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So I've been reading this wonderful PDF textbook on algebraic topology:

In particular, I'm very interested in the chapter on graphs. This corollary seems to give the construction of the fundamental group of a graph in fairly simple terms (here $\chi = V - E$):

Corollary. If X is a connected graph, then $\pi_1(X)$ is a free group with one generator for each edge not in a given maximal tree. If X is finite, then $\pi_1(X)$ is free on 1 − $\chi(X)$ generators; in particular, $\chi(X) \le $ 1, with equality if and only if X is a tree.

So that gives two ways to get the fundamental group: a formula giving the number of generators $1 - \chi(X)$ (and it's a free group), and an algorithm for removing edges of the maximal tree and attributing one generator to each edge remaining thereafter.

When I use this corollary on $K_{3,3}$, I get 4 generators. But, I was only expecting to get two generators, since I know that $K_{3,3}$ (the so-called "utility graph") can be embedded on the torus.

What am I missing? What exactly is the relationship between the number of generators in the free group $\pi_1(X)$, and the surfaces on which it can be embedded? I'm pretty sure there's something I'm not understanding here, and I'm very keen to learn what it could be! Thanks in advance.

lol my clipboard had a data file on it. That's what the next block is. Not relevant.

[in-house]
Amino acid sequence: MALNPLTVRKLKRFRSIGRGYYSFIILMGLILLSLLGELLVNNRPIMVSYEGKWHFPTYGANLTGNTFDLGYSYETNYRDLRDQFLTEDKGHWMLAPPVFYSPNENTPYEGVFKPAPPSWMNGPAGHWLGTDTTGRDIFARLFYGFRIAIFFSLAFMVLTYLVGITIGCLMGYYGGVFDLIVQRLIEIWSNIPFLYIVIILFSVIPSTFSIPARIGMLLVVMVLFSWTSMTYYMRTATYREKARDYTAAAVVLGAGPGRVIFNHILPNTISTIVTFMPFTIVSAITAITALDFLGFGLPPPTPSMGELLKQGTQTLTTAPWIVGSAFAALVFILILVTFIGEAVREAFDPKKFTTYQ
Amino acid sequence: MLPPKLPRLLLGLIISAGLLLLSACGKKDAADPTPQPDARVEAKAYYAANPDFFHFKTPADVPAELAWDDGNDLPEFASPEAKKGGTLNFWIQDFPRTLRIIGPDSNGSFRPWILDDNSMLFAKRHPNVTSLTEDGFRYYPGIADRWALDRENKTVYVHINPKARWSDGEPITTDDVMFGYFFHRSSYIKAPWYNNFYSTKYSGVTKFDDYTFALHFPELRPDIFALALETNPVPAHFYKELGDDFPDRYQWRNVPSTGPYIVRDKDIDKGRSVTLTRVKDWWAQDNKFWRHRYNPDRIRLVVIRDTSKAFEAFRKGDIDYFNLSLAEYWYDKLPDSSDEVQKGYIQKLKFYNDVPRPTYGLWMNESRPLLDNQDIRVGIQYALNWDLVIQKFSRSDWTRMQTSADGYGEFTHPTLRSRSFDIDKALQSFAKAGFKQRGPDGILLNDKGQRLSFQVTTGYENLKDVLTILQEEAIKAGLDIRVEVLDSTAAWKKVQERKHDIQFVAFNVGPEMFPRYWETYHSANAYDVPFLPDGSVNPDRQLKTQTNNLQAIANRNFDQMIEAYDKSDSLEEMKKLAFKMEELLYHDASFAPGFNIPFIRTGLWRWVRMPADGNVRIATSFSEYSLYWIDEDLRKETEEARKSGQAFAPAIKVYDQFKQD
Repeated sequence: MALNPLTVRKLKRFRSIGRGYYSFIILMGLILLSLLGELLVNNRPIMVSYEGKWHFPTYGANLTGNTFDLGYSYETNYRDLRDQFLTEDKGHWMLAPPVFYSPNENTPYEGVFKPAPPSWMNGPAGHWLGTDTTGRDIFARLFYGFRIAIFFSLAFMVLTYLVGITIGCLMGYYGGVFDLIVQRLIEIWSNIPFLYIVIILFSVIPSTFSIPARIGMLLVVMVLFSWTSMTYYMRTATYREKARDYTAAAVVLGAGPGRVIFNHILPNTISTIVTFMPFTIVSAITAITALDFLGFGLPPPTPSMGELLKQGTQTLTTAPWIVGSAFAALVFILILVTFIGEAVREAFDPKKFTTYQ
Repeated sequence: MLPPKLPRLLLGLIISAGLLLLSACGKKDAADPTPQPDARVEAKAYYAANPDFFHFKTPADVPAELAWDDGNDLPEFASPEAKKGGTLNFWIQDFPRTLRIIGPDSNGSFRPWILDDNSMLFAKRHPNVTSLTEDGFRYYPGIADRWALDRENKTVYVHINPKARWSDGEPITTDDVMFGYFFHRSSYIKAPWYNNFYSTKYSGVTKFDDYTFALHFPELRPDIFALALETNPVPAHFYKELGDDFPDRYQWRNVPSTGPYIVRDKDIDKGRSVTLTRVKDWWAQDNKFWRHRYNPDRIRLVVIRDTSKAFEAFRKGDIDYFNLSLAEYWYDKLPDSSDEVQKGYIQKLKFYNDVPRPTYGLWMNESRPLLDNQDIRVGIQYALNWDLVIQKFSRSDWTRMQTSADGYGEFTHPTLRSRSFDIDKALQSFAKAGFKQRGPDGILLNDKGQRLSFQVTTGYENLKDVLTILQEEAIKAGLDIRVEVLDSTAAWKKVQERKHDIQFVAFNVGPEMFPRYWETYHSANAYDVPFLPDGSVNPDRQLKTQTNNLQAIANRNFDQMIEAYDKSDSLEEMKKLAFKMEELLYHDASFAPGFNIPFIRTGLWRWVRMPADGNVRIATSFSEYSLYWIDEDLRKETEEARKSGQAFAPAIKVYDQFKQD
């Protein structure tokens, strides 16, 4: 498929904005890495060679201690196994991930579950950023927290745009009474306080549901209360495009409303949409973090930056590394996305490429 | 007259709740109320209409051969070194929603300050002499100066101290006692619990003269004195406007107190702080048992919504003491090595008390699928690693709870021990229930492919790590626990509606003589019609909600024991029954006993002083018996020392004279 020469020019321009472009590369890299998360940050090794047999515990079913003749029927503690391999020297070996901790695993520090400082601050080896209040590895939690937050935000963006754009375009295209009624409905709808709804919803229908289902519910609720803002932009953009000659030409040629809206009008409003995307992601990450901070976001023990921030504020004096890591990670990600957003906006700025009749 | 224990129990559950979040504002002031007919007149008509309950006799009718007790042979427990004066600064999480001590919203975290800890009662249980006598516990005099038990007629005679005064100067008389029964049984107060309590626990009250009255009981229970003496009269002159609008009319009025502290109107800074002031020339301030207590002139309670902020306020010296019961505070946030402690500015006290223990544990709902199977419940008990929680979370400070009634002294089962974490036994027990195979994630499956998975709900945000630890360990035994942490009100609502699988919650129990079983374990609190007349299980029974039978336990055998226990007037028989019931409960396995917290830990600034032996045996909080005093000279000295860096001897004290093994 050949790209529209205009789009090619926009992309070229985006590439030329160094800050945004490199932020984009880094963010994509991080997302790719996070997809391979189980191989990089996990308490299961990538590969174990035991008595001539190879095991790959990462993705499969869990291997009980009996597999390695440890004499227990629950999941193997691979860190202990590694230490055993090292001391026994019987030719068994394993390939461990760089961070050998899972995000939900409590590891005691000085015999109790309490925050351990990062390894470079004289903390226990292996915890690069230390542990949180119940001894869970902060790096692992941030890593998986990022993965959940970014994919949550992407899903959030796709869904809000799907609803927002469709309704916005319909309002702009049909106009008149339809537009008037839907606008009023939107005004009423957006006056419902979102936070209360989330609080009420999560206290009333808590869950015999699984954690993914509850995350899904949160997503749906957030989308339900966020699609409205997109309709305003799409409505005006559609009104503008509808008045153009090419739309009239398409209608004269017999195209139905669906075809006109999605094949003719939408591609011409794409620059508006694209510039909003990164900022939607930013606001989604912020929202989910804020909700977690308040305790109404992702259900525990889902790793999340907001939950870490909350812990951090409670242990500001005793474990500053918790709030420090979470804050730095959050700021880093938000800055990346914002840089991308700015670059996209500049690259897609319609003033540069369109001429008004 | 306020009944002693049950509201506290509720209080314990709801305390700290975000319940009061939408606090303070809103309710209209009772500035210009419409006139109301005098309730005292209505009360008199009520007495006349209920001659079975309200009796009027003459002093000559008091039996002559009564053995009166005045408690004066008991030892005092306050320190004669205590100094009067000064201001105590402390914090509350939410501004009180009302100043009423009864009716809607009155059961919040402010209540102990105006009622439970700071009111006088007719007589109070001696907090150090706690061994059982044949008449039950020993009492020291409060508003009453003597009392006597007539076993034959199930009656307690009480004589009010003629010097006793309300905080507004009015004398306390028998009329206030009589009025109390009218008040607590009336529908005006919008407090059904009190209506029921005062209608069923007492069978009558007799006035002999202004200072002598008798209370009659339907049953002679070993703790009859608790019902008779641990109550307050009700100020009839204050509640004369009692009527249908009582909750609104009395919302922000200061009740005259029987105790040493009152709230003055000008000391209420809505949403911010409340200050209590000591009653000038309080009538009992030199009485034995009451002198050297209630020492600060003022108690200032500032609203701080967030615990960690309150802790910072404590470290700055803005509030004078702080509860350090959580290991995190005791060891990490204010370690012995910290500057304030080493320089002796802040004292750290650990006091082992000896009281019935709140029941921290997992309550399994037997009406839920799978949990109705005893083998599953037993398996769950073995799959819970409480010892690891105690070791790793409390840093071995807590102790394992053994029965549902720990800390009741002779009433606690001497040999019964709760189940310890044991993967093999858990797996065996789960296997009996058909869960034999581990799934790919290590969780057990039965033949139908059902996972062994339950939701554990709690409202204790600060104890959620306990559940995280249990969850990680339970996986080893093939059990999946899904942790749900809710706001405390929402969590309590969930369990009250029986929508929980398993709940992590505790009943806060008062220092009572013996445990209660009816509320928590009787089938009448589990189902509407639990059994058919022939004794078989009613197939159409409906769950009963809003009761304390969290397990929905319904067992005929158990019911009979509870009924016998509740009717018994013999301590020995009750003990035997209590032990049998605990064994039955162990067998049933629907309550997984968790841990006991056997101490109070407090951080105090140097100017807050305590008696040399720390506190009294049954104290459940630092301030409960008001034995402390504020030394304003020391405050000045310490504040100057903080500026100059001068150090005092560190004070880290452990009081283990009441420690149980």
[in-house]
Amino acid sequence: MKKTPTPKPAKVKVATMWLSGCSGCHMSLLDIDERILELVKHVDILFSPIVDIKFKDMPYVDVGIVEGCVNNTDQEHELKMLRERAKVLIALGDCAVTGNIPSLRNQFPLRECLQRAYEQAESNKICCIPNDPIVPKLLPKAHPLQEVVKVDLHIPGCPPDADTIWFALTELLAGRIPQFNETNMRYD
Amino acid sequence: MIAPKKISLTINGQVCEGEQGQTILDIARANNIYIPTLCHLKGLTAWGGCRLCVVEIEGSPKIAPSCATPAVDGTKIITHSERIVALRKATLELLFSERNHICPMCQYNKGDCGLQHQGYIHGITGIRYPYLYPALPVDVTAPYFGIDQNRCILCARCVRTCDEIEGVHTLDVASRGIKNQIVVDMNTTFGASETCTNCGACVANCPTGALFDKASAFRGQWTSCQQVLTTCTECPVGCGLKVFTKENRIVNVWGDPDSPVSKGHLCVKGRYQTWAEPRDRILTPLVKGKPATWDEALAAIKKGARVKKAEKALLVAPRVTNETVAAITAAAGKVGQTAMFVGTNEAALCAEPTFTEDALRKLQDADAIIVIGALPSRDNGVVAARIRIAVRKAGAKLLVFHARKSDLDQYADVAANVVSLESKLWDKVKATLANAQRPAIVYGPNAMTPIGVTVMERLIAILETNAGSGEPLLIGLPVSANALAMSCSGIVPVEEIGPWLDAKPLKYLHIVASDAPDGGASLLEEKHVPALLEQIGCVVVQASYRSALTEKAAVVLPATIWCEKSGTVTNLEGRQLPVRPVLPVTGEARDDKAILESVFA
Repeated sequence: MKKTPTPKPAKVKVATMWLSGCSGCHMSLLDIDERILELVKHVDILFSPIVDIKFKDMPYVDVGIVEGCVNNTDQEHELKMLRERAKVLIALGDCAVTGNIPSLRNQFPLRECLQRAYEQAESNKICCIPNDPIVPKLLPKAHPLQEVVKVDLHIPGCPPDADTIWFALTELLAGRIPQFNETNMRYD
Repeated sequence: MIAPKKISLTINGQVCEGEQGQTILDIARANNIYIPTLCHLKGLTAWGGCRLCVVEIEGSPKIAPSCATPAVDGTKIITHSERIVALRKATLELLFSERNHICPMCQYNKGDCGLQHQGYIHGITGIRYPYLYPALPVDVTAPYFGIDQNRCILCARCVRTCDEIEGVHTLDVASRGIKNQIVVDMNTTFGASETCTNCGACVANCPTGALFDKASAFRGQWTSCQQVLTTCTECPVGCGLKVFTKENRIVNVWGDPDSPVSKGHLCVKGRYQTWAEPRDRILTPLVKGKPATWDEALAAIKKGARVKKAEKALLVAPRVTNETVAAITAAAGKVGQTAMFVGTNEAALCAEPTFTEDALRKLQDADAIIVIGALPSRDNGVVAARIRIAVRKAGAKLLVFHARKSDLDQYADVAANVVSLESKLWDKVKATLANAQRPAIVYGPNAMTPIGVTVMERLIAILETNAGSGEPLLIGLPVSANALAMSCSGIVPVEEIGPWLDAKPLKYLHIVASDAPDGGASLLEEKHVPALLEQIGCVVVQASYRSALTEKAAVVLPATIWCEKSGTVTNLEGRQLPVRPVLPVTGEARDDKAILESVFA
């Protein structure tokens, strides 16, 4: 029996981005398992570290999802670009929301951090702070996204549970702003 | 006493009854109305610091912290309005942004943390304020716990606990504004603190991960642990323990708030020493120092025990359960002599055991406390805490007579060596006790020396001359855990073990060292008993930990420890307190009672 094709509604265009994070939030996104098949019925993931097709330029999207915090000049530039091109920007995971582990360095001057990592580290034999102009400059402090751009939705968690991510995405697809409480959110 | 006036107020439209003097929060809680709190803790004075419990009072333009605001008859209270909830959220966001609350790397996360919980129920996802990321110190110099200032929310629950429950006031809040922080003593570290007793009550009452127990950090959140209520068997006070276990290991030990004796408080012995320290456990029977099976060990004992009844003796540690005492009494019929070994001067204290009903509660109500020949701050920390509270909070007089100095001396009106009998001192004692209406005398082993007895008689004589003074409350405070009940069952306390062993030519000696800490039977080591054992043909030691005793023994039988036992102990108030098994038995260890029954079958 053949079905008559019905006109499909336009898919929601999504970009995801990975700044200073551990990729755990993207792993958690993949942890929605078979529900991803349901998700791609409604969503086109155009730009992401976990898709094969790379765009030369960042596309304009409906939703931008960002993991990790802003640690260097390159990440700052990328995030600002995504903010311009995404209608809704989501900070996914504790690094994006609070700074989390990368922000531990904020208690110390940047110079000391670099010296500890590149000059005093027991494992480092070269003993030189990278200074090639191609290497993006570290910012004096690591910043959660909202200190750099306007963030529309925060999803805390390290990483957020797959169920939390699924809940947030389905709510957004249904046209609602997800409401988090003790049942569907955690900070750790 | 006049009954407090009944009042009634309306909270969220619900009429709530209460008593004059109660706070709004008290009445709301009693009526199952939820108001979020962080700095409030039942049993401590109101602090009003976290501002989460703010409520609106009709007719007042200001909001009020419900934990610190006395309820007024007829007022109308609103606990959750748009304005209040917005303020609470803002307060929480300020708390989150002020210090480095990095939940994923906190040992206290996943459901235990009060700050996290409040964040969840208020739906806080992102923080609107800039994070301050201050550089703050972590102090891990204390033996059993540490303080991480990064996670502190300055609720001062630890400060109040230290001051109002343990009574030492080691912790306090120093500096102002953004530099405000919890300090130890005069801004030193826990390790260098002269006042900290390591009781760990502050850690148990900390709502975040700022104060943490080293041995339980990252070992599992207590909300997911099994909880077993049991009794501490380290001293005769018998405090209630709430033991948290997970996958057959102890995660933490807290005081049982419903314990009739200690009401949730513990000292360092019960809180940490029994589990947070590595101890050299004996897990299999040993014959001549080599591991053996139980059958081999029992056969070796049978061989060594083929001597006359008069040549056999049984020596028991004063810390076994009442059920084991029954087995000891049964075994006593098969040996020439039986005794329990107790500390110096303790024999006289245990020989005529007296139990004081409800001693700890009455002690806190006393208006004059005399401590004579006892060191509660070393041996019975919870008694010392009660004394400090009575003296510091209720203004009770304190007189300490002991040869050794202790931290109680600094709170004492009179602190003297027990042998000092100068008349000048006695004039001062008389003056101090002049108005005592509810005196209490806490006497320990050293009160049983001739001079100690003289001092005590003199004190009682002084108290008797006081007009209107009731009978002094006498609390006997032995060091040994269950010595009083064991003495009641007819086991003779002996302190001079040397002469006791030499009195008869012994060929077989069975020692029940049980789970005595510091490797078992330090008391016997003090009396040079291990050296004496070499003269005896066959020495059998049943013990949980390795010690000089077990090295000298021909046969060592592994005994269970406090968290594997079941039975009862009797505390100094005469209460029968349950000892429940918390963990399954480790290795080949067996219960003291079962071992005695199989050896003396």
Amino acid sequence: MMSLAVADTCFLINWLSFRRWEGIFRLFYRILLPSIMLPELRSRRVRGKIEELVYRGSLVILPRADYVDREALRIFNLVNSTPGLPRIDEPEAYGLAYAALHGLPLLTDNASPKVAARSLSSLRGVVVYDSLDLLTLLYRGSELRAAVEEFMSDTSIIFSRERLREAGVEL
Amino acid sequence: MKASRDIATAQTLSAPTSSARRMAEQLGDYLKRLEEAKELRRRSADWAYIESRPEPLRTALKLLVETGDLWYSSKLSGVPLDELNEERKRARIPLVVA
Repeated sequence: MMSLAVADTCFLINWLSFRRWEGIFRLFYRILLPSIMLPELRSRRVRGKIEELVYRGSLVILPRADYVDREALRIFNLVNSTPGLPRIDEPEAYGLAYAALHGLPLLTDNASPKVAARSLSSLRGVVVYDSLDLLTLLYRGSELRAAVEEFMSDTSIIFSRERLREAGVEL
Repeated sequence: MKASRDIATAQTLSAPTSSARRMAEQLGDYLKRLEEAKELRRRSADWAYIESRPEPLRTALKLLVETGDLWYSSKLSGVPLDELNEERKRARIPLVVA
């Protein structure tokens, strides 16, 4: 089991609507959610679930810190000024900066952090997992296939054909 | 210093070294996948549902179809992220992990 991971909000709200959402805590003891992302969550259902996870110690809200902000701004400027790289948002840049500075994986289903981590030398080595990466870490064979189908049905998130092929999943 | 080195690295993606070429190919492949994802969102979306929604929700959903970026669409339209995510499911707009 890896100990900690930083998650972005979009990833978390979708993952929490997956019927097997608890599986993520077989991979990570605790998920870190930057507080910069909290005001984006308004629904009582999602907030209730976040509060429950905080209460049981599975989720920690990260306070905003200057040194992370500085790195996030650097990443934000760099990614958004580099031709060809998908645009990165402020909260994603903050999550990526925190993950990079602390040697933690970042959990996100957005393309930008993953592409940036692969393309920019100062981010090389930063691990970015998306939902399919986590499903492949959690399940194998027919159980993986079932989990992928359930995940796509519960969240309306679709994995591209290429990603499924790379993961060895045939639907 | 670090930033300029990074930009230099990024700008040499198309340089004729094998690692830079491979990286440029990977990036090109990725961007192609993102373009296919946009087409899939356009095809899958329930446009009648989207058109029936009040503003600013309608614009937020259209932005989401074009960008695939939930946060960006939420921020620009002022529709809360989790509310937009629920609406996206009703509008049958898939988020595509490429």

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I don't think there is any relationship.

For example, a tree embeds into any surface so $0$ generators can embed in anything.

on the other hand, consider the graph obtained as follows. Start with an n-gon. At each vertex, have an edge emanate out. From each of these "spokes", stick a small triangle. (For n=8, think of an octopus holding a triangle in each arm.)

Then that graph embeds in every surface, but has $n+1$ generators for it's fundamental group.

Hence, given a natural number $n$, every surface has graphs embedded whose fundamental group is free on $n$ generators.

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Jason didn't spell it out, so I will. The map on fundamental groups induced by the embedding of a utility graph into a torus is not injective on fundamental groups.

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